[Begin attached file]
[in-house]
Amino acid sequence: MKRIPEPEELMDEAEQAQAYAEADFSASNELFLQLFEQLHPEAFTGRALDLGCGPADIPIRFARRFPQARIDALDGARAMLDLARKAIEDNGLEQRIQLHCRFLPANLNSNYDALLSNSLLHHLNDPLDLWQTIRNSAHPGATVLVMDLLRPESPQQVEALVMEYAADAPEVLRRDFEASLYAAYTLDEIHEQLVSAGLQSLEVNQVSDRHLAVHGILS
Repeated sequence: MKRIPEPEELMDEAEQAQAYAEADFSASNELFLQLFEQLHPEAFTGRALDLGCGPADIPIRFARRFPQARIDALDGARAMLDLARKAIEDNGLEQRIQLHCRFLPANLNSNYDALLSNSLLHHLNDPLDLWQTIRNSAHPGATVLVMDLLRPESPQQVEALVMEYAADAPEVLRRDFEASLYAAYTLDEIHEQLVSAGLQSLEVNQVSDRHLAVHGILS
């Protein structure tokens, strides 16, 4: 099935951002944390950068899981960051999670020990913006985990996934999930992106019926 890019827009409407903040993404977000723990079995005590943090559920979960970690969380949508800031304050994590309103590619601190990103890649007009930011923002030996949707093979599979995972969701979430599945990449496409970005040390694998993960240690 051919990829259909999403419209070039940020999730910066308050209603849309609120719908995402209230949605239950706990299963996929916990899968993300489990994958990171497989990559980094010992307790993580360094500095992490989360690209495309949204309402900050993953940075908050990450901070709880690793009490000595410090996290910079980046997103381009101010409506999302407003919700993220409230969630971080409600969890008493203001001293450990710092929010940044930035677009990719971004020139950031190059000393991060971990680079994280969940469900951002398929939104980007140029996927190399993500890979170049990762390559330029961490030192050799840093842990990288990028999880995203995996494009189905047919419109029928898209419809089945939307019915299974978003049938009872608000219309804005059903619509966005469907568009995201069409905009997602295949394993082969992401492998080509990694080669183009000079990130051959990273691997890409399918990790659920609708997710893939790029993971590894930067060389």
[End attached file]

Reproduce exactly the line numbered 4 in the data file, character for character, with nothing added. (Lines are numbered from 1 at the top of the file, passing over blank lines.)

């Protein structure tokens, strides 16, 4: 099935951002944390950068899981960051999670020990913006985990996934999930992106019926 890019827009409407903040993404977000723990079995005590943090559920979960970690969380949508800031304050994590309103590619601190990103890649007009930011923002030996949707093979599979995972969701979430599945990449496409970005040390694998993960240690 051919990829259909999403419209070039940020999730910066308050209603849309609120719908995402209230949605239950706990299963996929916990899968993300489990994958990171497989990559980094010992307790993580360094500095992490989360690209495309949204309402900050993953940075908050990450901070709880690793009490000595410090996290910079980046997103381009101010409506999302407003919700993220409230969630971080409600969890008493203001001293450990710092929010940044930035677009990719971004020139950031190059000393991060971990680079994280969940469900951002398929939104980007140029996927190399993500890979170049990762390559330029961490030192050799840093842990990288990028999880995203995996494009189905047919419109029928898209419809089945939307019915299974978003049938009872608000219309804005059903619509966005469907568009995201069409905009997602295949394993082969992401492998080509990694080669183009000079990130051959990273691997890409399918990790659920609708997710893939790029993971590894930067060389």